Elspeth had a post up the other day that had two great picture in it:

I have seen evidence that more women might be waking up, or simply not caring what feminism is telling them.  Or, in this case, they listen but still show a yearning for what could be.

At first glance, Naomi and Stacie and Stephanie and Liz appear to be members of the species known as the “Hipster Mommy Blogger,” though perhaps a bit more cheerful and wholesome than most. They have bangs like Zooey Deschanel and closets full of cool vintage dresses. Their houses look like Anthropologie catalogs. Their kids look like Baby Gap models. Their husbands look like young graphic designers, all cute lumberjack shirts and square-framed glasses. They spend their days doing fun craft projects (vintage-y owl throw pillow! Recycled button earrings! Hand-stamped linen napkins!). They spend their weekends throwing big, whimsical dinner parties for their friends, all of whom have equally adorable kids and husbands . . .

Their lives are nothing like mine — I’m your standard-issue late-20-something childless overeducated atheist feminist — yet I’m completely obsessed with their blogs. On an average day, I’ll skim through a half-dozen Mormon blogs, looking at Polaroids of dogs in raincoats or kids in bow ties, reading gratitude lists, admiring sewing projects.

So why, exactly, are these blogs so fascinating to women like us — secular, childless women who may have never so much as baked a cupcake, let alone reupholstered our own ottomans with thrifted fabric and vintage grosgrain ribbon? It’s not as though we’re sniffing around the dark side of the faith, à la “Big Love.” And it’s not about religion. As someone married to a former Saint (my husband left the church as a teenager), I certainly have no illusions about what life as a Mormon would be like, and I’m sure it’s not for me, which makes my obsession with these blogs all the more startling.

Well, to use a word that makes me cringe, these blogs are weirdly “uplifting.” To read Mormon lifestyle blogs is to peer into a strange and fascinating world where the most fraught issues of modern living — marriage and child rearing — appear completely unproblematic. This seems practically subversive to someone like me, weaned on an endless media parade of fretful stories about “work-life balance” and soaring divorce rates and the perils of marrying too young/too old/too whatever. And don’t even get me started on the Mommy Blogs, which make parenthood seem like a vale of judgment and anxiety, full of words like “guilt” and “chaos” and “BPA-free” and “episiotomy.” Read enough of these, and you’ll be ready to remove your own ovaries with a butter knife.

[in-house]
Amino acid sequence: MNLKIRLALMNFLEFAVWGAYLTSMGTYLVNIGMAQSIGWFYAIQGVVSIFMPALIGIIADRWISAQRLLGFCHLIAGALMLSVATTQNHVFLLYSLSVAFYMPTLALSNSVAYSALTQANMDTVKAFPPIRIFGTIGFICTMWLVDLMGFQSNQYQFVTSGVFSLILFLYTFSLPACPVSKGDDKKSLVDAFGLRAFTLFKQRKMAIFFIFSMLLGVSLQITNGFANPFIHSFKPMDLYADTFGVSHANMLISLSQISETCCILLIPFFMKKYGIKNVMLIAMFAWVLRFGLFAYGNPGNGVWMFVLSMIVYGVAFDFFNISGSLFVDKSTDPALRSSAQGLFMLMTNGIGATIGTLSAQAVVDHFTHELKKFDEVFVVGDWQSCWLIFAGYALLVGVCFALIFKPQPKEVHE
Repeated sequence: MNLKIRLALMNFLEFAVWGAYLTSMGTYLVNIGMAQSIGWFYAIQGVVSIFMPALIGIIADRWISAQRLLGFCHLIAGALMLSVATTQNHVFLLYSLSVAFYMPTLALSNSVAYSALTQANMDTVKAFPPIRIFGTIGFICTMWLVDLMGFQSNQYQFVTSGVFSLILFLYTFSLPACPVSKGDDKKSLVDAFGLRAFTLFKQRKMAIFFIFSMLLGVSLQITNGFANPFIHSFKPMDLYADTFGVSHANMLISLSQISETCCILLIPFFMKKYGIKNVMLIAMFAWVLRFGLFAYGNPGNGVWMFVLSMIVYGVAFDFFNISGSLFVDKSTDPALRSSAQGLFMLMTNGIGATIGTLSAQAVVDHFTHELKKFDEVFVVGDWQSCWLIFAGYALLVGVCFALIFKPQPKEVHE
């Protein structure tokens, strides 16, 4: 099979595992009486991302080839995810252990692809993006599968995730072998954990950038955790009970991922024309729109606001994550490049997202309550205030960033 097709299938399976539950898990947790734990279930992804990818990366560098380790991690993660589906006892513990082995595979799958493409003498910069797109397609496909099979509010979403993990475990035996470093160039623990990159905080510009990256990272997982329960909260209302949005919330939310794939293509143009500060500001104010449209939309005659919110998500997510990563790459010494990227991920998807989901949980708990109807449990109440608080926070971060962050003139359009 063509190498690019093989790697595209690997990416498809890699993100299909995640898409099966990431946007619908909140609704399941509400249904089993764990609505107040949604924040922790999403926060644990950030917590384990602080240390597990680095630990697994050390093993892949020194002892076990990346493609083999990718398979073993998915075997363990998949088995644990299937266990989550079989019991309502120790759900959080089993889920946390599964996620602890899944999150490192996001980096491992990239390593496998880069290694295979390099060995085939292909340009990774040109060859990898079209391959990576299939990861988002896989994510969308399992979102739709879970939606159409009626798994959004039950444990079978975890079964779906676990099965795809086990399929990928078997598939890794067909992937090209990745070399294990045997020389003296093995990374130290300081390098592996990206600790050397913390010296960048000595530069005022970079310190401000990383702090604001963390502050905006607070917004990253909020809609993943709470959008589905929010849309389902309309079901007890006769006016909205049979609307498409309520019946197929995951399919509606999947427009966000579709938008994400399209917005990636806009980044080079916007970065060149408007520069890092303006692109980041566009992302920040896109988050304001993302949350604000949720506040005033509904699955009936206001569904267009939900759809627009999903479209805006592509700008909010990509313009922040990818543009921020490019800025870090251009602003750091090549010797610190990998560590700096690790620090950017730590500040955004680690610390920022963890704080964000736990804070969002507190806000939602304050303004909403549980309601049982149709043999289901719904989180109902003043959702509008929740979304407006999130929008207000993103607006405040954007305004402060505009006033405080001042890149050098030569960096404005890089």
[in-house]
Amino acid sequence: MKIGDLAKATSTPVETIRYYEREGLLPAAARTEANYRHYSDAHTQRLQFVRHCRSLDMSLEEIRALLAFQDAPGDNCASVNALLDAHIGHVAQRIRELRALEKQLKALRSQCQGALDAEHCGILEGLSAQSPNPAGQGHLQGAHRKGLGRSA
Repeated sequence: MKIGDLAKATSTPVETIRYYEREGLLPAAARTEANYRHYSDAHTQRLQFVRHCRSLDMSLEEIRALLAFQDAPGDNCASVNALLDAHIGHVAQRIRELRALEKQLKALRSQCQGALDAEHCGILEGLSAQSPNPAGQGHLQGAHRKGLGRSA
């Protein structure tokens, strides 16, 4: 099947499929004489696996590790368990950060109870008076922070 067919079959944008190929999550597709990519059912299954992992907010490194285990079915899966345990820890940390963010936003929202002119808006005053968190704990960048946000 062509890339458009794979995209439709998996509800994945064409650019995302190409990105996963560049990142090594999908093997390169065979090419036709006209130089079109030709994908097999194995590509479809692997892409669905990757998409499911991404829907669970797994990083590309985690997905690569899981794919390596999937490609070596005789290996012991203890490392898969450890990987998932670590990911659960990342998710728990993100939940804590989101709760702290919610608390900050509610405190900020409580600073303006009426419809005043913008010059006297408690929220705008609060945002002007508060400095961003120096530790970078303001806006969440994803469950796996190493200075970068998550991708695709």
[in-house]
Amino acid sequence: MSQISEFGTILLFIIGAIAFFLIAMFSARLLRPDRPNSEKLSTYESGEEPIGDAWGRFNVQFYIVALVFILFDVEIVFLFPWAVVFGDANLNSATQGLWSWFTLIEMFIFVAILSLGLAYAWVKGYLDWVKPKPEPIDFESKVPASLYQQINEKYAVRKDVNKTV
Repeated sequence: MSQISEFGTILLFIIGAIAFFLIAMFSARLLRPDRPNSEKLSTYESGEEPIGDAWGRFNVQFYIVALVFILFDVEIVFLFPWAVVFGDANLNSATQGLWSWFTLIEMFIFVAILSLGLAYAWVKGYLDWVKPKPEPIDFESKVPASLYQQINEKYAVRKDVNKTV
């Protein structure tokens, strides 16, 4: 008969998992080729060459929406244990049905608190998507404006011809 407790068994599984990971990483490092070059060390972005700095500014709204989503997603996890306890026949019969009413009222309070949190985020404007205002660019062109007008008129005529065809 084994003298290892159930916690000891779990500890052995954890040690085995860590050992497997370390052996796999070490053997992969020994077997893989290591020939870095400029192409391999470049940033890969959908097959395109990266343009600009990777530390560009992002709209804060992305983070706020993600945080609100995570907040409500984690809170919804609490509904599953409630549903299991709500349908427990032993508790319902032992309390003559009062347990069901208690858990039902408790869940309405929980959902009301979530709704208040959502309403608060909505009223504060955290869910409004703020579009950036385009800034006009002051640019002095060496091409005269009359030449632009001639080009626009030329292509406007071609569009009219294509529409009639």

“It seems that a lot of popular culture wants to portray marriage and motherhood as demeaning, restrictive or simple, but in the LDS church, motherhood is a very important job, and it’s treated with a lot of respect,” says Natalie Holbrook, the New York-based author of the popular blog Nat the Fat Rat. “Most of my readers are non-LDS women in their late 20s and early 30s, college educated, many earning secondary degrees on the postgraduate level, and a comment I often get is, ‘You are making me want kids, and I’ve never wanted kids!’”

Indeed, Mormon bloggers like Holbrook make marriage and motherhood seem, well, fun. Easy. Joyful. These women seem relaxed and untouched by cynicism. They throw elaborate astronaut-themed birthday parties for their kids and go on Sunday family drives to see the fall leaves change and get mani-pedis with their friends. They often have close, large extended families; moms and sisters are always dropping in to watch the kids or help out with cake decorating. Their lives seem adorable and old-fashioned and comforting.

Fun. Easy. Joyful.

While I have no illusions that marriage and motherhood are easy, these choices can be simple.  Life as a mother and wife can be incredibly rewarding and feminine.  It seems women might be waking up to this fact, that we don’t have to compete with men or with each other to find our own happiness and to make those around us happy as well.

Side Note:  The linked picture with the girls showing their wedding rings has these comments below it:

~ We All Have Goals- why is an engagement more worth than a college degree?

~ I completely agree. This picture is very disappointing and depicts the future generations of this country. Its a shame to see how much perceptions about success and whats important have changed.

Success should be in the eye of the person achieving it (H/T  Margery).  Why should an engagement and marriage be worth less and who is being hurt by those women’s choice to be married young?

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